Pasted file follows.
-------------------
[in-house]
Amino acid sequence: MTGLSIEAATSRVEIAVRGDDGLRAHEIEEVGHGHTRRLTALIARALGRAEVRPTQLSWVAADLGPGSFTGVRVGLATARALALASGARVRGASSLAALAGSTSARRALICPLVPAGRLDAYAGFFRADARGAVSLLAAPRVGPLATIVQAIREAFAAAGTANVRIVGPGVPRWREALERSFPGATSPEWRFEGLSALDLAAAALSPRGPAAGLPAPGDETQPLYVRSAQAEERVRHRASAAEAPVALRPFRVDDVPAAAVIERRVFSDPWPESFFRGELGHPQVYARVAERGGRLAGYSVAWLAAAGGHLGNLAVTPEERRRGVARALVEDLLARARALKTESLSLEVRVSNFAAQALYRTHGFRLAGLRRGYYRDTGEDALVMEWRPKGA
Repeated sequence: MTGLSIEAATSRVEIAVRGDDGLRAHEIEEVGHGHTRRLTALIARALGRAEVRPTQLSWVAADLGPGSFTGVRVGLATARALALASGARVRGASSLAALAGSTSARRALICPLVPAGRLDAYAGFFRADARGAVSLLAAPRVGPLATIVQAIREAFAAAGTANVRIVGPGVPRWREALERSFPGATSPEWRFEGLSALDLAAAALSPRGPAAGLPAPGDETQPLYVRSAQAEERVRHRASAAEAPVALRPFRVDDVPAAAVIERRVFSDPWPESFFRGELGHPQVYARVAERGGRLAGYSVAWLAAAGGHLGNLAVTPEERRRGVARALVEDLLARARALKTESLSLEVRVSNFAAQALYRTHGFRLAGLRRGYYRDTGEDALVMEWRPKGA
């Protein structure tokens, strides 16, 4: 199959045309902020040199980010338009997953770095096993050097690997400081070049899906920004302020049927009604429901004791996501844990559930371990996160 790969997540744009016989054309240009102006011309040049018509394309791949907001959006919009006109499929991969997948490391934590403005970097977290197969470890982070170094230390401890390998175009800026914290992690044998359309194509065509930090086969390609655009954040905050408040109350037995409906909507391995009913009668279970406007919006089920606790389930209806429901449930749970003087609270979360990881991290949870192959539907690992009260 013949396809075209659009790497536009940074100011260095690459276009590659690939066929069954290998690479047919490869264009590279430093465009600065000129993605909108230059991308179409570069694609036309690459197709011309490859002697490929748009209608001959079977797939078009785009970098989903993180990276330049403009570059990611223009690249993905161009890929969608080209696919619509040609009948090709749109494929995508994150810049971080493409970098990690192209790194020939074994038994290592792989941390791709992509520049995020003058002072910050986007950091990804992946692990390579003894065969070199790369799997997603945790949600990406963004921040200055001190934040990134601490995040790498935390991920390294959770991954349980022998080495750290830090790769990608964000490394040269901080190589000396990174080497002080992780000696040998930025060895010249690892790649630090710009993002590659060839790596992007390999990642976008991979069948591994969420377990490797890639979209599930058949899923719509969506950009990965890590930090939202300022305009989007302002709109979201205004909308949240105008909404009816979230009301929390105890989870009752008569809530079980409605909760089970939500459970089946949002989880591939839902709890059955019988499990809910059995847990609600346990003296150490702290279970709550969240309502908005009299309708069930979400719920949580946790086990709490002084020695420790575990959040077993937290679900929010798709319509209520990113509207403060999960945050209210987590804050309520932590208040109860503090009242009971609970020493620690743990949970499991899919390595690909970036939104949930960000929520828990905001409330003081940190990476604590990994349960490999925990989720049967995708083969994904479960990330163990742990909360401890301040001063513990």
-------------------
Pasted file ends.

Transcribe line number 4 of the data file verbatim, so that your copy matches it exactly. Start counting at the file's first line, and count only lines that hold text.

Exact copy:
């Protein structure tokens, strides 16, 4: 199959045309902020040199980010338009997953770095096993050097690997400081070049899906920004302020049927009604429901004791996501844990559930371990996160 790969997540744009016989054309240009102006011309040049018509394309791949907001959006919009006109499929991969997948490391934590403005970097977290197969470890982070170094230390401890390998175009800026914290992690044998359309194509065509930090086969390609655009954040905050408040109350037995409906909507391995009913009668279970406007919006089920606790389930209806429901449930749970003087609270979360990881991290949870192959539907690992009260 013949396809075209659009790497536009940074100011260095690459276009590659690939066929069954290998690479047919490869264009590279430093465009600065000129993605909108230059991308179409570069694609036309690459197709011309490859002697490929748009209608001959079977797939078009785009970098989903993180990276330049403009570059990611223009690249993905161009890929969608080209696919619509040609009948090709749109494929995508994150810049971080493409970098990690192209790194020939074994038994290592792989941390791709992509520049995020003058002072910050986007950091990804992946692990390579003894065969070199790369799997997603945790949600990406963004921040200055001190934040990134601490995040790498935390991920390294959770991954349980022998080495750290830090790769990608964000490394040269901080190589000396990174080497002080992780000696040998930025060895010249690892790649630090710009993002590659060839790596992007390999990642976008991979069948591994969420377990490797890639979209599930058949899923719509969506950009990965890590930090939202300022305009989007302002709109979201205004909308949240105008909404009816979230009301929390105890989870009752008569809530079980409605909760089970939500459970089946949002989880591939839902709890059955019988499990809910059995847990609600346990003296150490702290279970709550969240309502908005009299309708069930979400719920949580946790086990709490002084020695420790575990959040077993937290679900929010798709319509209520990113509207403060999960945050209210987590804050309520932590208040109860503090009242009971609970020493620690743990949970499991899919390595690909970036939104949930960000929520828990905001409330003081940190990476604590990994349960490999925990989720049967995708083969994904479960990330163990742990909360401890301040001063513990």